Saturday, May 20, 2006

Mike Whalen and his fossil fuel friends

I get caught up in Google moments when trying to think up blog posts. That happened yesterday.

A Mike Whalen email arrived in my inbox with a link to his newest TV spot and I found myself finally interested in the 1st district race. I really haven’t paid that much attention to it, there are plenty of other bloggers spending keyboard time on this race. But it was Whalen’s ad that just seemed so odd, the forced happy with Whalen almost giggling at key points in the ad. Giggling?

I did the usual Google search, although not a blog Google, and found the usual stuff. The one interesting thing is Whalen’s involvement with the National Center for Policy Analysis (NCPA) think tank out of Texas. He’s a major contributor and honorary policy wonk.

Curious, I went through the NCPA website and found the typical Republican leaning policy ideas, but there was a definite industry tilt in the energy policy section.

Texas…energy policy…bad attitude about renewables… hmm…oil & fossil fuel companies.

It certainly seems like the entire energy policy section is a front for the fossil fuel industry’s government relations shops. Just a couple of quotes for the flavor:

A multibillion-dollar government crusade to promote renewable energy for electricity generation, now in its third decade, has resulted in major economic costs and unintended environmental consequences. While previous renewable capacity built with liberal government subsidies is widely acknowledged to have been uneconomic and is at risk with falling electricity prices, future renewable capacity will be challenged by the rapidly falling costs and prices of traditional sources. (link)

However, abundant supplies of renewable resources do not guarantee abundant supplies of affordable energy. Even with sizable subsidies, renewable energy is generally more expensive than energy produced from nonrenewable sources. We rely on oil, natural gas, coal and even nuclear power today because they provide us with more efficient and affordable energy than renewable alternatives. And they are likely to do so for many years to come. (link)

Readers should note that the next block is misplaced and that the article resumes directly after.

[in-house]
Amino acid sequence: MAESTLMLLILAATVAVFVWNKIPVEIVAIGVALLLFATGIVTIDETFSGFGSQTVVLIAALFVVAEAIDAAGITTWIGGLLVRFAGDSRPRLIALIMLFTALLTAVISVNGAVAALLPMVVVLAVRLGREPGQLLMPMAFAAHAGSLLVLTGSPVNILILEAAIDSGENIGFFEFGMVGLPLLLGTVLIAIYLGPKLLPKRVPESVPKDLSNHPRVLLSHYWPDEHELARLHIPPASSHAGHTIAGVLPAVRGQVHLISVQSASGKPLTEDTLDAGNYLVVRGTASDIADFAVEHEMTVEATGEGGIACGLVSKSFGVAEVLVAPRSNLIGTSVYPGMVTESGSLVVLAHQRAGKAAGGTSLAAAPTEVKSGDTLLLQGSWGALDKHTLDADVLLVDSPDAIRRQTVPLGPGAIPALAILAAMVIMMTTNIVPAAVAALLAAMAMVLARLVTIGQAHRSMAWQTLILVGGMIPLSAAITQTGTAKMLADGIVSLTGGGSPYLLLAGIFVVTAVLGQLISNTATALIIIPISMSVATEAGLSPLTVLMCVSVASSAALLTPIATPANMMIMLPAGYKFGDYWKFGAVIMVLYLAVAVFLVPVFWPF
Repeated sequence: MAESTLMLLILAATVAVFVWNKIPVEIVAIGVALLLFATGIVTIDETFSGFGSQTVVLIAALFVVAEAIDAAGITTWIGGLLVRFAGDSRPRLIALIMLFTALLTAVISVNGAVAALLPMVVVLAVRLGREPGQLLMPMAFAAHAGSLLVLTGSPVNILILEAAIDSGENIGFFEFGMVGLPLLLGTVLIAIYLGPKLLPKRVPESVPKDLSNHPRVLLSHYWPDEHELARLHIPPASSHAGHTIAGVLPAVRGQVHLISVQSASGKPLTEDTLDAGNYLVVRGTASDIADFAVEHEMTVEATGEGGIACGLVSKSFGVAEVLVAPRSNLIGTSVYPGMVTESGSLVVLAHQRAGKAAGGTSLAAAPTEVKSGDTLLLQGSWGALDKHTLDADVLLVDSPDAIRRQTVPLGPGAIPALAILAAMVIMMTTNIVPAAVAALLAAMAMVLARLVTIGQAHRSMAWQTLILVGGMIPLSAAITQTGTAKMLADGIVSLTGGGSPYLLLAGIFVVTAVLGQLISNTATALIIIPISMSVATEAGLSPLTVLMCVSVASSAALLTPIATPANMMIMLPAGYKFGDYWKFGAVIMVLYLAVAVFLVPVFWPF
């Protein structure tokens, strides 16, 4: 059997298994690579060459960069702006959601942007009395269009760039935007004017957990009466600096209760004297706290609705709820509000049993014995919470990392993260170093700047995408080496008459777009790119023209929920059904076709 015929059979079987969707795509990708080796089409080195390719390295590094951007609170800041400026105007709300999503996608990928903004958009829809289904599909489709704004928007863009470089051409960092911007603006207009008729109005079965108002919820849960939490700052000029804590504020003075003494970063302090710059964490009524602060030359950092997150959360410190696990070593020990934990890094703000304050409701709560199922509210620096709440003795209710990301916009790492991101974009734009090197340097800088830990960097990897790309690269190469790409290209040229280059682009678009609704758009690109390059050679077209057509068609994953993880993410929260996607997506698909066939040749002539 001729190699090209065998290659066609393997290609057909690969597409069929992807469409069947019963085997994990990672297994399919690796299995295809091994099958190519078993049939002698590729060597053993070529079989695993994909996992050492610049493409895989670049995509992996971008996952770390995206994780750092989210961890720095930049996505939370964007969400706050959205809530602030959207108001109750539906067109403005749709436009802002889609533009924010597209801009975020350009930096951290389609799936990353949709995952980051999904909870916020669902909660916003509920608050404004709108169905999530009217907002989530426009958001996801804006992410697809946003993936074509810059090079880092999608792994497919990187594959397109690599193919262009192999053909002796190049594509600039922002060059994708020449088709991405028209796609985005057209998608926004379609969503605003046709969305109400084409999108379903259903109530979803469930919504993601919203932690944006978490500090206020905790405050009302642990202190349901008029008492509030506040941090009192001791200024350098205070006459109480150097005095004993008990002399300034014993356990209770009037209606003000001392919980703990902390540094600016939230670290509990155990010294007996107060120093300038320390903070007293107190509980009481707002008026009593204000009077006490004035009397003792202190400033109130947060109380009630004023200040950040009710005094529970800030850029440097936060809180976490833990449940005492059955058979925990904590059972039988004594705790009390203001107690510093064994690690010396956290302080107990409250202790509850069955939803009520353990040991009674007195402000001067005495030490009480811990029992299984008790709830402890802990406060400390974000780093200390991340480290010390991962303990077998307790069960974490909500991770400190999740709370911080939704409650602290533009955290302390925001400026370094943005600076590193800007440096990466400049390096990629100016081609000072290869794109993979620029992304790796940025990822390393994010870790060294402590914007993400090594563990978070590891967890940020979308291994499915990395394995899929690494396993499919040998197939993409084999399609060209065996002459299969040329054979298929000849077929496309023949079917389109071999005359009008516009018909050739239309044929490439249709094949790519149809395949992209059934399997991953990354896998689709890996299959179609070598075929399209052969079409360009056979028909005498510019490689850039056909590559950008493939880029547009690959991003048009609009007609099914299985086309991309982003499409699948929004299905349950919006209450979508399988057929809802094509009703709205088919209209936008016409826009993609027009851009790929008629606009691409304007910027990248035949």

Ethanol would likely disappear from the marketplace absent federal subsidies and mandates. Like so much of the pork Congress bestows upon special interests, ethanol is bad for the economy, bad for consumers and bad for the environment.

Corn deserves a place on the nation's dinner table for its nutritional value, but it doesn't belong in the gas tanks of millions of U.S. motor vehicles. (link)

I was surprised by the NCPA's flagrant anti-ethanol, anti-wind, anti anything but oil & natural gas bias in their policy work, and I thought I should make other people aware of this stuff. Oops. I think most insiders probably already know this story, as the MSM & bloggers covering the first district wrote about Whalen’s connection to NCPA back in March .

I’m not an insider and I haven’t been paying attention to this race, so I might represent a more typical voter just tuning into the candidates. As a mildly interested primary voter, if I new about Mike Whalen’s big dollar support for a group working against wind and ethanol policy, he wouldn’t get my vote.


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